3D printing is all the rage, but many consider it to be just one of a range of tools used in what I used to call downloadable designs and now call digital fabrication. It’s hard to pin down exactly what we mean by that phrase; I once defined it as a world where “we will download design on demand. It is like the music for our iPod; dematerialized bits and bytes put together again where we need it, without the waste of a physical intermediary.”
I consider CNC machines and laser cutters to be part of that world. Others do not consider that to be 3D printing; I debated this recently with one of my favourite commenters who said:
Words mean things, Lloyd. If we say "oh, any printed out 3d design is, in reality, a 3d printed house" where do we draw the line? Is any house drawn in auto-cad and then assembled by hand "3d printed" because the file is digital? Sure, the "printer head" is a guy with a saw and a hammer, but at the start of the day, it was drawn on a computer.
It’s a good point, and a reason why we have to look beyond the 3D printer, as cute and novel as it is. I thought about this last night as I saw the latest work of Matt Compeau and Bi-Ying Miao of the Hot Pop Factory; they started their business in their living room with a Makerbot but have moved onwards and upwards to other digital tech. It’s an art installation at Toronto’s MADE gallery called Blush Whale. They write about it much the way I did years ago:
In an era of digital prevalence where personalized data flows freely across the globe, our physical world seems to trail decades behind…. however as manufacturing evolves with digital fabrication tools like 3D printing, laser cutting and CNC milling, a whole new breed of artifacts can emerge.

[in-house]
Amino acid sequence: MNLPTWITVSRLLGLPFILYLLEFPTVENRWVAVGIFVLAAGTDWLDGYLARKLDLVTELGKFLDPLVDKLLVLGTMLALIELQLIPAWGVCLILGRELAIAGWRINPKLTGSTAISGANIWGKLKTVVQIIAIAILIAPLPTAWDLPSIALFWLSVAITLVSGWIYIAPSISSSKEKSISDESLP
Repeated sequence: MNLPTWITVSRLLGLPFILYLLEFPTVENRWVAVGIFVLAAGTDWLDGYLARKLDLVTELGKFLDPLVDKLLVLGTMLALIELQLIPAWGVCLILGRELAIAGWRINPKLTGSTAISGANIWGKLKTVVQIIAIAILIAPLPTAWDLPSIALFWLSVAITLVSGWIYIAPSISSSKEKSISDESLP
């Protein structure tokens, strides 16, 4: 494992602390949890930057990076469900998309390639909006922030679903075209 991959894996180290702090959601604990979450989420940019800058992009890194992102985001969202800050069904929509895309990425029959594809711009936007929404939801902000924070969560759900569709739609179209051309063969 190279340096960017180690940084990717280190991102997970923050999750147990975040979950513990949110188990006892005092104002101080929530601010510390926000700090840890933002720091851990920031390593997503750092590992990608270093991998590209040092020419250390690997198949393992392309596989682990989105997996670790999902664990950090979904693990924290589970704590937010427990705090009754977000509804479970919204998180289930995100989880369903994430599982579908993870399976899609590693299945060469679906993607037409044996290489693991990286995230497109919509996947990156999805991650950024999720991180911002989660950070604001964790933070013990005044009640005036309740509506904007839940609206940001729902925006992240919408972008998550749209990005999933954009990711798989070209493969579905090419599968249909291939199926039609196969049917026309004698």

That’s the why the guy with an Autocad drawing and a guy with a hammer is different. The stuff that’s being created today couldn’t be built by hand. It’s not a box, it’s a form “algorithmically sculpted into an amorphous laser-cut entity that undulates as the viewer moves around it.”
This would not have been possible (or at least it wouldn’t have been very easy) without digital fabrication. And these 3D printing pioneers have learned that you need the right tool for each project. It’s why the so-called race to build the first 3D printed house is so silly; moulding tons of ABS or PLA into a house, materials that we try to use less of in our everyday lives, does not make sense. But the digitally fabricated house has already been done.
I will admit that my commenter is right; words mean something and 3D printing is the wrong term to be using. The future is digital fabrication; from designer straight to tool. Or as Matt and Bi-Ying of the Hot Pop Factory put it, it is an attempt “to break free of the bounds of physicality in the context of our highly digitized, contemporary lifestyle."